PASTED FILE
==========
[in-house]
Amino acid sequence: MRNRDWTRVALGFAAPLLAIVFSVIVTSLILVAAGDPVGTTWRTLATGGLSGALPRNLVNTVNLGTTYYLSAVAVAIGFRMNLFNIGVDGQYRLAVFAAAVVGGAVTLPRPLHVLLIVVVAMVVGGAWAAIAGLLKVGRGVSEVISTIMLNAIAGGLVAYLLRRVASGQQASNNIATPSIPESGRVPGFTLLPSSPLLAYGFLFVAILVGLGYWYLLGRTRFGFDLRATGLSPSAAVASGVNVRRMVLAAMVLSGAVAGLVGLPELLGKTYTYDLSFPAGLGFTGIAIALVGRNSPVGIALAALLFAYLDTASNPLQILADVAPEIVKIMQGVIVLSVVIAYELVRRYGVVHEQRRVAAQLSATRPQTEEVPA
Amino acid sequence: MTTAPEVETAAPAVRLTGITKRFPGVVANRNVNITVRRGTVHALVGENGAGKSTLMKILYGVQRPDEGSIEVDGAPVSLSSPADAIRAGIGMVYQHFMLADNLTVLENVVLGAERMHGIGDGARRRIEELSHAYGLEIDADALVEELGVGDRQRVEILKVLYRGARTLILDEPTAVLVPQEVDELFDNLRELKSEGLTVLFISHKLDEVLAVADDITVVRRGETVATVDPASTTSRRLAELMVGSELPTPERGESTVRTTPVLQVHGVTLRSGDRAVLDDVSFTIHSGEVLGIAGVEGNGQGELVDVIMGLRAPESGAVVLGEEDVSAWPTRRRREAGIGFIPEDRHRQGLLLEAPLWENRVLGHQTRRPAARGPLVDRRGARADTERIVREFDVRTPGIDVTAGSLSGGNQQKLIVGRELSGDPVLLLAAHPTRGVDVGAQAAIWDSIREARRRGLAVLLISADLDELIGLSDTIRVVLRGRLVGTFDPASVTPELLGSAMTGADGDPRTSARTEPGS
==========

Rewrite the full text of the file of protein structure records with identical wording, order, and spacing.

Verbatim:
[in-house]
Amino acid sequence: MRNRDWTRVALGFAAPLLAIVFSVIVTSLILVAAGDPVGTTWRTLATGGLSGALPRNLVNTVNLGTTYYLSAVAVAIGFRMNLFNIGVDGQYRLAVFAAAVVGGAVTLPRPLHVLLIVVVAMVVGGAWAAIAGLLKVGRGVSEVISTIMLNAIAGGLVAYLLRRVASGQQASNNIATPSIPESGRVPGFTLLPSSPLLAYGFLFVAILVGLGYWYLLGRTRFGFDLRATGLSPSAAVASGVNVRRMVLAAMVLSGAVAGLVGLPELLGKTYTYDLSFPAGLGFTGIAIALVGRNSPVGIALAALLFAYLDTASNPLQILADVAPEIVKIMQGVIVLSVVIAYELVRRYGVVHEQRRVAAQLSATRPQTEEVPA
Amino acid sequence: MTTAPEVETAAPAVRLTGITKRFPGVVANRNVNITVRRGTVHALVGENGAGKSTLMKILYGVQRPDEGSIEVDGAPVSLSSPADAIRAGIGMVYQHFMLADNLTVLENVVLGAERMHGIGDGARRRIEELSHAYGLEIDADALVEELGVGDRQRVEILKVLYRGARTLILDEPTAVLVPQEVDELFDNLRELKSEGLTVLFISHKLDEVLAVADDITVVRRGETVATVDPASTTSRRLAELMVGSELPTPERGESTVRTTPVLQVHGVTLRSGDRAVLDDVSFTIHSGEVLGIAGVEGNGQGELVDVIMGLRAPESGAVVLGEEDVSAWPTRRRREAGIGFIPEDRHRQGLLLEAPLWENRVLGHQTRRPAARGPLVDRRGARADTERIVREFDVRTPGIDVTAGSLSGGNQQKLIVGRELSGDPVLLLAAHPTRGVDVGAQAAIWDSIREARRRGLAVLLISADLDELIGLSDTIRVVLRGRLVGTFDPASVTPELLGSAMTGADGDPRTSARTEPGS